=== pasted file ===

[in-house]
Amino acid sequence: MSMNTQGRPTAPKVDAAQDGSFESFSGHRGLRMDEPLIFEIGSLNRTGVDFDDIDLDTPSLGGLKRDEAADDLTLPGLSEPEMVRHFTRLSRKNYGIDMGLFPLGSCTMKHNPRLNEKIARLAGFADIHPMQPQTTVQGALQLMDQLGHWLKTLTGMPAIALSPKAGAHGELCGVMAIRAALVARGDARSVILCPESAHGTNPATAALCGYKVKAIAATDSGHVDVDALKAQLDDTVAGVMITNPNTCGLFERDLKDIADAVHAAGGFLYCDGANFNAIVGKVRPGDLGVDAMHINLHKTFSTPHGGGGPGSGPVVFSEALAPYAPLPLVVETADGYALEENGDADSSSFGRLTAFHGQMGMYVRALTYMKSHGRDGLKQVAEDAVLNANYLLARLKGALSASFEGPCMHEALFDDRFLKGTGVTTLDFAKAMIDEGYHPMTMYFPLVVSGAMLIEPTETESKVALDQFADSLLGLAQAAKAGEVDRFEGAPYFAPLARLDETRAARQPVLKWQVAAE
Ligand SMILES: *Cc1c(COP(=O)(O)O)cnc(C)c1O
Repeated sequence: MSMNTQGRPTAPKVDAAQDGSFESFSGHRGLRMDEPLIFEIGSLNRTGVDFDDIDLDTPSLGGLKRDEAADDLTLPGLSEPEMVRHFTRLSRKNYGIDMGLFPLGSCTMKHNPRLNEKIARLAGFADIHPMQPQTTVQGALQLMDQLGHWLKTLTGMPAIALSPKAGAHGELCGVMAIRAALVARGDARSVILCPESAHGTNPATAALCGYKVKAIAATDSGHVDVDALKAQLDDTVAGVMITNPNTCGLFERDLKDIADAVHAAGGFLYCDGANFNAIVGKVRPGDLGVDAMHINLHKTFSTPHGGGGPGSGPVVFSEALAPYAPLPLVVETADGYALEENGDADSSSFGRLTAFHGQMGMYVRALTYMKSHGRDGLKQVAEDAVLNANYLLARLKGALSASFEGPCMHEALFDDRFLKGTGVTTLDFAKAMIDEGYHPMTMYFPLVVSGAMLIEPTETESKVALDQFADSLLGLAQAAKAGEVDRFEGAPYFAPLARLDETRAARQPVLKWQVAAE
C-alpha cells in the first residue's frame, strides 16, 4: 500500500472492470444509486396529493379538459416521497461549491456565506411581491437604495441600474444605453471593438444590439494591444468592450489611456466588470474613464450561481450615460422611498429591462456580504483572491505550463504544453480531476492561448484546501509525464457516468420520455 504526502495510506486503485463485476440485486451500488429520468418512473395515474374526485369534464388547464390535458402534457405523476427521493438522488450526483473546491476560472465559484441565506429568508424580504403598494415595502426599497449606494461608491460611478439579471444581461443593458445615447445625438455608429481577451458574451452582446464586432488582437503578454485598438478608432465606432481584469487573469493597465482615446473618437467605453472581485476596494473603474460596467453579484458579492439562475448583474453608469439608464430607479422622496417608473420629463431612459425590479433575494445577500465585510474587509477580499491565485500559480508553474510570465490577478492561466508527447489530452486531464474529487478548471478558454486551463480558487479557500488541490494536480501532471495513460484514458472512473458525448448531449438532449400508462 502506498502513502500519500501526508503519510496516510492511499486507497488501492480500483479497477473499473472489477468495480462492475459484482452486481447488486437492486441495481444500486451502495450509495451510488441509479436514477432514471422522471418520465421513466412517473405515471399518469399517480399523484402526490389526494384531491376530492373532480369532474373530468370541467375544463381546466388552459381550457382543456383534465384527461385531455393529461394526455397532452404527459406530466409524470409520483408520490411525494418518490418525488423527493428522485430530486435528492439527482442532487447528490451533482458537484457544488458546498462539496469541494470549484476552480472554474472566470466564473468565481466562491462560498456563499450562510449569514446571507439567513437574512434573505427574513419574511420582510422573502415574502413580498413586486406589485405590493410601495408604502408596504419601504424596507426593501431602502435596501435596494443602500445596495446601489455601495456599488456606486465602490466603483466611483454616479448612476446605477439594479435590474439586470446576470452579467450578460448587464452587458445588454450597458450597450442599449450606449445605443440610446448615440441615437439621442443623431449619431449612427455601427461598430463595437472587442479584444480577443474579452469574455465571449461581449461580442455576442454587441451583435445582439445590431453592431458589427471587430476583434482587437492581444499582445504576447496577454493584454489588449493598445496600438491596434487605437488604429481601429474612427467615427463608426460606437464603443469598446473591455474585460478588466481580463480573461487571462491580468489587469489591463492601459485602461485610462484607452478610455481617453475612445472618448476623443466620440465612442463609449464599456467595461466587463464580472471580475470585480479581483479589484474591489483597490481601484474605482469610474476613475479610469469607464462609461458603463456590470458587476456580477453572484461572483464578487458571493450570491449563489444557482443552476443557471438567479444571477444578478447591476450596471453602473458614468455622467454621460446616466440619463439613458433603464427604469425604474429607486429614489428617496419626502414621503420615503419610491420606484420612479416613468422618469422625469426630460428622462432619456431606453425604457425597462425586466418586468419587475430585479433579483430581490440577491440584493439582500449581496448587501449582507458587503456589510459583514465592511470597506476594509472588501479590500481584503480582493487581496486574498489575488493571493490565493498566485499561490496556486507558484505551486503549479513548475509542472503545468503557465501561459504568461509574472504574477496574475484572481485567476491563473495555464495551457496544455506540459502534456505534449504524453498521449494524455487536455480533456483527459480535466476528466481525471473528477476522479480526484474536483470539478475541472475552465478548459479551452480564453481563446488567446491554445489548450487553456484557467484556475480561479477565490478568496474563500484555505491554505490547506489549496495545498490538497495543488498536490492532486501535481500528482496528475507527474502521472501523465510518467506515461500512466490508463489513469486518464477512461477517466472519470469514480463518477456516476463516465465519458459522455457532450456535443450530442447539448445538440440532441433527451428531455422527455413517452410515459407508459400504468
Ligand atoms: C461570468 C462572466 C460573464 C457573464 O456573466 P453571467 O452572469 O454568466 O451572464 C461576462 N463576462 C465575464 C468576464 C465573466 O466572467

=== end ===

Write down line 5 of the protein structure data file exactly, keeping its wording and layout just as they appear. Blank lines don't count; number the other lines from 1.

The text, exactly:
C-alpha cells in the first residue's frame, strides 16, 4: 500500500472492470444509486396529493379538459416521497461549491456565506411581491437604495441600474444605453471593438444590439494591444468592450489611456466588470474613464450561481450615460422611498429591462456580504483572491505550463504544453480531476492561448484546501509525464457516468420520455 504526502495510506486503485463485476440485486451500488429520468418512473395515474374526485369534464388547464390535458402534457405523476427521493438522488450526483473546491476560472465559484441565506429568508424580504403598494415595502426599497449606494461608491460611478439579471444581461443593458445615447445625438455608429481577451458574451452582446464586432488582437503578454485598438478608432465606432481584469487573469493597465482615446473618437467605453472581485476596494473603474460596467453579484458579492439562475448583474453608469439608464430607479422622496417608473420629463431612459425590479433575494445577500465585510474587509477580499491565485500559480508553474510570465490577478492561466508527447489530452486531464474529487478548471478558454486551463480558487479557500488541490494536480501532471495513460484514458472512473458525448448531449438532449400508462 502506498502513502500519500501526508503519510496516510492511499486507497488501492480500483479497477473499473472489477468495480462492475459484482452486481447488486437492486441495481444500486451502495450509495451510488441509479436514477432514471422522471418520465421513466412517473405515471399518469399517480399523484402526490389526494384531491376530492373532480369532474373530468370541467375544463381546466388552459381550457382543456383534465384527461385531455393529461394526455397532452404527459406530466409524470409520483408520490411525494418518490418525488423527493428522485430530486435528492439527482442532487447528490451533482458537484457544488458546498462539496469541494470549484476552480472554474472566470466564473468565481466562491462560498456563499450562510449569514446571507439567513437574512434573505427574513419574511420582510422573502415574502413580498413586486406589485405590493410601495408604502408596504419601504424596507426593501431602502435596501435596494443602500445596495446601489455601495456599488456606486465602490466603483466611483454616479448612476446605477439594479435590474439586470446576470452579467450578460448587464452587458445588454450597458450597450442599449450606449445605443440610446448615440441615437439621442443623431449619431449612427455601427461598430463595437472587442479584444480577443474579452469574455465571449461581449461580442455576442454587441451583435445582439445590431453592431458589427471587430476583434482587437492581444499582445504576447496577454493584454489588449493598445496600438491596434487605437488604429481601429474612427467615427463608426460606437464603443469598446473591455474585460478588466481580463480573461487571462491580468489587469489591463492601459485602461485610462484607452478610455481617453475612445472618448476623443466620440465612442463609449464599456467595461466587463464580472471580475470585480479581483479589484474591489483597490481601484474605482469610474476613475479610469469607464462609461458603463456590470458587476456580477453572484461572483464578487458571493450570491449563489444557482443552476443557471438567479444571477444578478447591476450596471453602473458614468455622467454621460446616466440619463439613458433603464427604469425604474429607486429614489428617496419626502414621503420615503419610491420606484420612479416613468422618469422625469426630460428622462432619456431606453425604457425597462425586466418586468419587475430585479433579483430581490440577491440584493439582500449581496448587501449582507458587503456589510459583514465592511470597506476594509472588501479590500481584503480582493487581496486574498489575488493571493490565493498566485499561490496556486507558484505551486503549479513548475509542472503545468503557465501561459504568461509574472504574477496574475484572481485567476491563473495555464495551457496544455506540459502534456505534449504524453498521449494524455487536455480533456483527459480535466476528466481525471473528477476522479480526484474536483470539478475541472475552465478548459479551452480564453481563446488567446491554445489548450487553456484557467484556475480561479477565490478568496474563500484555505491554505490547506489549496495545498490538497495543488498536490492532486501535481500528482496528475507527474502521472501523465510518467506515461500512466490508463489513469486518464477512461477517466472519470469514480463518477456516476463516465465519458459522455457532450456535443450530442447539448445538440440532441433527451428531455422527455413517452410515459407508459400504468